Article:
Introduction to Barcodes

SKU: C-608Duration: 9 Minutes

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Language:  English

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Course Details


Training Time: 9 minutes

Compatibility: Desktop, Tablet, Phone

Based on: Industry Standards and Best Practices

Languages: English

Barcodes use bars or cells and blank spaces to encode numbers, letters, and special characters. Because they are cost effective and relatively easy to implement, barcodes are used in many different settings - in stores to track inventory and facilitate checkout, at hospitals to track medications and patient information, at companies for asset management, and in marketing to direct people to websites. There are many different standards, or symbologies, each with advantages and disadvantages.

Learning Objectives

  • Describe the purpose of barcodes
  • List some common applications of barcodes
  • Differentiate between the two main types of barcodes
  • Describe how barcodes are read

Key Questions

The following key questions are answered in this module:

How does a barcode reader differentiate between a random group of lines and an actual barcode?
Barcodes typically have a blank space or "quiet zone" around them, and they often have guard patterns to tell the barcode reader where the code starts and stops.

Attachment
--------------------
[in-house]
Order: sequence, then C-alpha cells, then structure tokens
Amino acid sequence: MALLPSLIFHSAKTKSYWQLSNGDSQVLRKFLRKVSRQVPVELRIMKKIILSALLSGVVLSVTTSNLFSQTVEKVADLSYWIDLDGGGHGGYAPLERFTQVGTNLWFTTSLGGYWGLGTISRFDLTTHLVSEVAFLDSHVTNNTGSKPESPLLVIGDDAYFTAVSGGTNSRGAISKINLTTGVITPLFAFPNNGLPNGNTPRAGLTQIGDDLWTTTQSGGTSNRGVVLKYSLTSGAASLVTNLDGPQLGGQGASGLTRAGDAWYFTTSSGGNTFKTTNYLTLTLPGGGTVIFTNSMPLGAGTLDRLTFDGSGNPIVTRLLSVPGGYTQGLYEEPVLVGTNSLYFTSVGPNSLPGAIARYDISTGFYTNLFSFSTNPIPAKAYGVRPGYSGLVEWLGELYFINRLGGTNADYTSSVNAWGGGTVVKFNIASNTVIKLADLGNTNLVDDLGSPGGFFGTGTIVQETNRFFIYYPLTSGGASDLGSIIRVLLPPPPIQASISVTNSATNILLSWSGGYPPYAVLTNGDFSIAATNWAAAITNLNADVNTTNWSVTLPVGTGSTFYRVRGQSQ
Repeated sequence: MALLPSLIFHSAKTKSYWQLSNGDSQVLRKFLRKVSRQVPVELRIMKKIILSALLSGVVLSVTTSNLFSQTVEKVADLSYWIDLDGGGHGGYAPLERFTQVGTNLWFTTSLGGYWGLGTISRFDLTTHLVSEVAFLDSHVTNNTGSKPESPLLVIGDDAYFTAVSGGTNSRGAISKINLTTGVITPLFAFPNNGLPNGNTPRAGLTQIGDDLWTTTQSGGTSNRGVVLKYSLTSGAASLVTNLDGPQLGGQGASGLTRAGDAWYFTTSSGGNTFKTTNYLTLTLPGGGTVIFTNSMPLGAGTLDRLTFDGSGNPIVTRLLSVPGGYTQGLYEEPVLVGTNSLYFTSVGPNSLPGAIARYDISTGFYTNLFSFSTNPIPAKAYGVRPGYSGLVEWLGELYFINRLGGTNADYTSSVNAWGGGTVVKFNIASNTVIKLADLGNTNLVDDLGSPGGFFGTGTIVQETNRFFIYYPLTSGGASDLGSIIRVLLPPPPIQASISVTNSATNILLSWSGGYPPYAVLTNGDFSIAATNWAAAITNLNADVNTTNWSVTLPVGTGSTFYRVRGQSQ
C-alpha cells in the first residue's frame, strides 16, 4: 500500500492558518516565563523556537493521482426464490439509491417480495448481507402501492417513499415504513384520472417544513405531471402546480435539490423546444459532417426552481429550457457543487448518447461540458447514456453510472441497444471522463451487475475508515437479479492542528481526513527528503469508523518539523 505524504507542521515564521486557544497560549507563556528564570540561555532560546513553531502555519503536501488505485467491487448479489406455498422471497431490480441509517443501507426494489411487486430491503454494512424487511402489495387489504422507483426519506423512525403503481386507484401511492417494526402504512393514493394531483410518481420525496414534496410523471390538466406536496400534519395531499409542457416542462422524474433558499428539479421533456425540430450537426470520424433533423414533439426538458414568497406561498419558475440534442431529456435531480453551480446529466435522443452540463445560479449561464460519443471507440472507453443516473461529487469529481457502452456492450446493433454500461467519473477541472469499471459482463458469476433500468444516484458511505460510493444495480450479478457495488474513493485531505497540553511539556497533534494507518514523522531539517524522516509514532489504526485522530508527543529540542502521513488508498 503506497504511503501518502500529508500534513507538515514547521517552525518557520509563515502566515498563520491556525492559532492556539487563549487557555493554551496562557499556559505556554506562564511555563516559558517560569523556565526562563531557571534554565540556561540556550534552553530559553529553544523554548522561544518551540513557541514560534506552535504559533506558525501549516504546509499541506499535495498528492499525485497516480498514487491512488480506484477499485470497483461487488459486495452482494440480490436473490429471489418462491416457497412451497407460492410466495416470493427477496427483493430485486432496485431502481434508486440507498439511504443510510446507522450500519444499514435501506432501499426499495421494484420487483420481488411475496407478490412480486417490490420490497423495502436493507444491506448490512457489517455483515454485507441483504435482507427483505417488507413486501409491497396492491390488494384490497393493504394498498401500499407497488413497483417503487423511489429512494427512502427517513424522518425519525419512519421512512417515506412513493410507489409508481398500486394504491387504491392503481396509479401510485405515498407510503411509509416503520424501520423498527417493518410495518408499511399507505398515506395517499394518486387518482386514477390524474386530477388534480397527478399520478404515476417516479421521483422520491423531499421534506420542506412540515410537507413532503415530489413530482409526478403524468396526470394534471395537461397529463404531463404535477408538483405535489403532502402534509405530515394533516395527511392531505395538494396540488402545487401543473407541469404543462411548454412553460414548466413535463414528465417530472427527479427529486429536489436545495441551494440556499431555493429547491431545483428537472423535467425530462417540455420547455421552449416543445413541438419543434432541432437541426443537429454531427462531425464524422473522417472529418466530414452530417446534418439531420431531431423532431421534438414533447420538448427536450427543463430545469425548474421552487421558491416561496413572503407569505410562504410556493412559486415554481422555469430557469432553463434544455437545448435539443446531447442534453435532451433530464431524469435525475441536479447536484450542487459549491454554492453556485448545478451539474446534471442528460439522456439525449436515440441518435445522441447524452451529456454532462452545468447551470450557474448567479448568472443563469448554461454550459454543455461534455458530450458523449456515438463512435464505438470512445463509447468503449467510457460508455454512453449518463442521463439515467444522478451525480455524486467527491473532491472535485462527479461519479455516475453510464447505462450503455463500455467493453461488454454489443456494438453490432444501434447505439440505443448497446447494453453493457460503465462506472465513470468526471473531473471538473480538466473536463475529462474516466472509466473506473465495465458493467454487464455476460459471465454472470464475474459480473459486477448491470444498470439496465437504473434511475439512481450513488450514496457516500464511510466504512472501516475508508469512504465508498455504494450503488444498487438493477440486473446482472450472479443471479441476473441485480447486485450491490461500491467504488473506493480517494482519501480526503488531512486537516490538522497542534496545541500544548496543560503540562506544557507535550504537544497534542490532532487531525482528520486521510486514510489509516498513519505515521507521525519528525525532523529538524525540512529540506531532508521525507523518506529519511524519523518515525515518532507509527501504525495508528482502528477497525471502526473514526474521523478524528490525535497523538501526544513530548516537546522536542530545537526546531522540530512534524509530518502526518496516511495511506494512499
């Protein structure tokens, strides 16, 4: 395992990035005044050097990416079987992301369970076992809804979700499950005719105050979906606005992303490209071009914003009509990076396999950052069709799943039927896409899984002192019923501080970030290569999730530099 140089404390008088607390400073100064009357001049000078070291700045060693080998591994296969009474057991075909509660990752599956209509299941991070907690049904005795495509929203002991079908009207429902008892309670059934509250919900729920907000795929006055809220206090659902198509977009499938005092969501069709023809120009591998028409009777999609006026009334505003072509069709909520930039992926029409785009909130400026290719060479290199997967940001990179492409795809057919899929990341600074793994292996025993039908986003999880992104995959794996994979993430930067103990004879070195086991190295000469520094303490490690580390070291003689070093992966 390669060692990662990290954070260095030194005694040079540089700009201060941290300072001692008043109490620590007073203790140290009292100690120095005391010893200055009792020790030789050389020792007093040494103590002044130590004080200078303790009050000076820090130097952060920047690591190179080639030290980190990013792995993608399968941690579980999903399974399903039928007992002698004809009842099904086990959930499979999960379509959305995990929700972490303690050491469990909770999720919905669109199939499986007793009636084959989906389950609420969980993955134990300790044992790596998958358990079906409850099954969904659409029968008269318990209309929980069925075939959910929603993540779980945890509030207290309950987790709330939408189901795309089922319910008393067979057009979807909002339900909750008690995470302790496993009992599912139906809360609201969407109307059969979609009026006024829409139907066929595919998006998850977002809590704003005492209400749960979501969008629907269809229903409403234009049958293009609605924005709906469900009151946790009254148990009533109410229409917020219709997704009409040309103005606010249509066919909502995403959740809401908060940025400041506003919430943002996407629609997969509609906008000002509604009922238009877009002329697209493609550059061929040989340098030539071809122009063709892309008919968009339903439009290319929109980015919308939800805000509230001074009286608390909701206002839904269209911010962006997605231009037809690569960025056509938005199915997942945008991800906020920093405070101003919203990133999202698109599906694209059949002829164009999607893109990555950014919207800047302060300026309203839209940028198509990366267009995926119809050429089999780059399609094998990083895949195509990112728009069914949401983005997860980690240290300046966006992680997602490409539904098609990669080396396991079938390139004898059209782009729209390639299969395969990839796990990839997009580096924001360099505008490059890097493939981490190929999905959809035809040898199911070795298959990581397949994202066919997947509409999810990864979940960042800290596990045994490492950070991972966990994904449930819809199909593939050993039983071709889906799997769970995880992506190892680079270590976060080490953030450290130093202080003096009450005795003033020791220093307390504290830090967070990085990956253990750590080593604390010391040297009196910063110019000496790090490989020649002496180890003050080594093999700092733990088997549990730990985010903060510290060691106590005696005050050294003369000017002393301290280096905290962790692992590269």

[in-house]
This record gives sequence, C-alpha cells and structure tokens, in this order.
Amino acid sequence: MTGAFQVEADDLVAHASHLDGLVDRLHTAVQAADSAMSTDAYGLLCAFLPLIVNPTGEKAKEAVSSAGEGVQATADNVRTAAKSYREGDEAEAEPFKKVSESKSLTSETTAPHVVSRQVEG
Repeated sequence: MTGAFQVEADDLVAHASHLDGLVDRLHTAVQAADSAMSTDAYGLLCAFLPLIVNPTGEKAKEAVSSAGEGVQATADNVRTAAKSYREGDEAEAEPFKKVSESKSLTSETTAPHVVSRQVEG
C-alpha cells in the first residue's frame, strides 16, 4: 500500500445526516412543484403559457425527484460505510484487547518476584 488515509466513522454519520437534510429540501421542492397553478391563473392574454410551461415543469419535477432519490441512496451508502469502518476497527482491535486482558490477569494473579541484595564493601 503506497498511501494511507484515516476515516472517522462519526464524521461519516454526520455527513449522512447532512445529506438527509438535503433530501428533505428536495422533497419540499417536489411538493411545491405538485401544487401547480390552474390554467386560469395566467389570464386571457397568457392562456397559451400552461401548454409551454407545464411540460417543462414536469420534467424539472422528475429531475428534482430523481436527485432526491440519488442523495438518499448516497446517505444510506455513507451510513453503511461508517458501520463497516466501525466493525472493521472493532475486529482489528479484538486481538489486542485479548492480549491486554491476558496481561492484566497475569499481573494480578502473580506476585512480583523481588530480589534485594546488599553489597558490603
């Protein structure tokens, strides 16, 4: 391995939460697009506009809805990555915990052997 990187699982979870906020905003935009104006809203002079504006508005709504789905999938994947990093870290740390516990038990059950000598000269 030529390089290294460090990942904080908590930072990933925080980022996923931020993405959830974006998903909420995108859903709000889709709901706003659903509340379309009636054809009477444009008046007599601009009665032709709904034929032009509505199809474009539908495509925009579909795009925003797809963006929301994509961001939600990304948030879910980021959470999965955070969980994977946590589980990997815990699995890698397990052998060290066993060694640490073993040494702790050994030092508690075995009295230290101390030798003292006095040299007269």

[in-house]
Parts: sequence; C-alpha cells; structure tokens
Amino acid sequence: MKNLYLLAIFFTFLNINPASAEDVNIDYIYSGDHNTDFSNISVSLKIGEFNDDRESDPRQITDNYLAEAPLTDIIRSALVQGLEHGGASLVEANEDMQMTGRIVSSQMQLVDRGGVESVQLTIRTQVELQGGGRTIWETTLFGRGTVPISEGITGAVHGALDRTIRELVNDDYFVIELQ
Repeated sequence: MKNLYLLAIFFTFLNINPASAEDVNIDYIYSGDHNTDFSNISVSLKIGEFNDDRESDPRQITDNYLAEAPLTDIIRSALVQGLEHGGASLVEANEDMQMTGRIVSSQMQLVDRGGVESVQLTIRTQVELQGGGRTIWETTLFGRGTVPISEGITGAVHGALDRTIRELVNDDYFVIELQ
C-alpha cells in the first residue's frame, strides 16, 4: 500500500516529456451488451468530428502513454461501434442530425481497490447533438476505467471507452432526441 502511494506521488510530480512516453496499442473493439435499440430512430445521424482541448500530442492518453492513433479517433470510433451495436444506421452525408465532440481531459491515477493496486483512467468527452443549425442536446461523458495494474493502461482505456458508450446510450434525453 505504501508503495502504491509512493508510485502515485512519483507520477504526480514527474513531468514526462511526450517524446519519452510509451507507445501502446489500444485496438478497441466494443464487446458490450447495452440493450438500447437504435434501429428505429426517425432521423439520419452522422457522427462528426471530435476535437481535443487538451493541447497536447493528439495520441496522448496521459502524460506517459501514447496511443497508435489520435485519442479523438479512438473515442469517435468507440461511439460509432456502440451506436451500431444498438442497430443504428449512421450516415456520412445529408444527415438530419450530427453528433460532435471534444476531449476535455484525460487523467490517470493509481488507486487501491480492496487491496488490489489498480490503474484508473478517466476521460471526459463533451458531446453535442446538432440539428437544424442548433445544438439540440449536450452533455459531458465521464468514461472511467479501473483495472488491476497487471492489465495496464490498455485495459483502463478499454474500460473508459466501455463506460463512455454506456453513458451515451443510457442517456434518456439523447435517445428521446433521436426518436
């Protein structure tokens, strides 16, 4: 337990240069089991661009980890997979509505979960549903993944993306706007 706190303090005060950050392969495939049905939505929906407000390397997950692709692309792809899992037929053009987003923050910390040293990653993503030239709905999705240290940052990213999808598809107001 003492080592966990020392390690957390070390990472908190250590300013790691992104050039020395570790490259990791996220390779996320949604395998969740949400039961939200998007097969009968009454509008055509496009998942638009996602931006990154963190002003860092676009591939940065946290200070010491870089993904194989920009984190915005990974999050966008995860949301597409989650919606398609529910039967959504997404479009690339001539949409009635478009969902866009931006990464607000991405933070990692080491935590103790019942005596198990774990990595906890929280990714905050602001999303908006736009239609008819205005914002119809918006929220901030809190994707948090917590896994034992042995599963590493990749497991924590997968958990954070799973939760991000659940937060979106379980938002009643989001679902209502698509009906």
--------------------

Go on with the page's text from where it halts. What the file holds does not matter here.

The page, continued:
What kind of information does a linear barcode contain?
One type, a UPC-A barcode, contains 12 numbers. The first number defines the product type, the next 5 numbers identify the manufacturer, the next five identify the product, and the last number is a "check digit" used to verify the barcode was read correctly.

It seems that 2D barcodes are everywhere. Why is that?
2D barcodes can code information horizontally and vertically, so they can contain a lot more information.

What technologies are used to read barcodes?
Laser scanners are most commonly used for linear barcodes. Imaging barcode readers work like a camera and can be used to read linear and 2D barcodes, in any orientation.

What is a QR code?
These 2D codes can contain a lot of information so don't need to reference a database. Thus, they can provide a QR, or "quick response," such as directing a reader to a website.

Sample Video Transcript

Below is a transcript of the video sample provided for this module:

Every barcode has a "quiet zone," which is a blank space around the barcode to ensure it is read correctly. Some barcodes use guard patterns to tell the barcode reader where the code starts and stops. For example, UPC codes start and end with a bar-space-bar pattern. Between the guard patterns is the actual coded pattern. Each character is represented by a different combination of bars and spaces.
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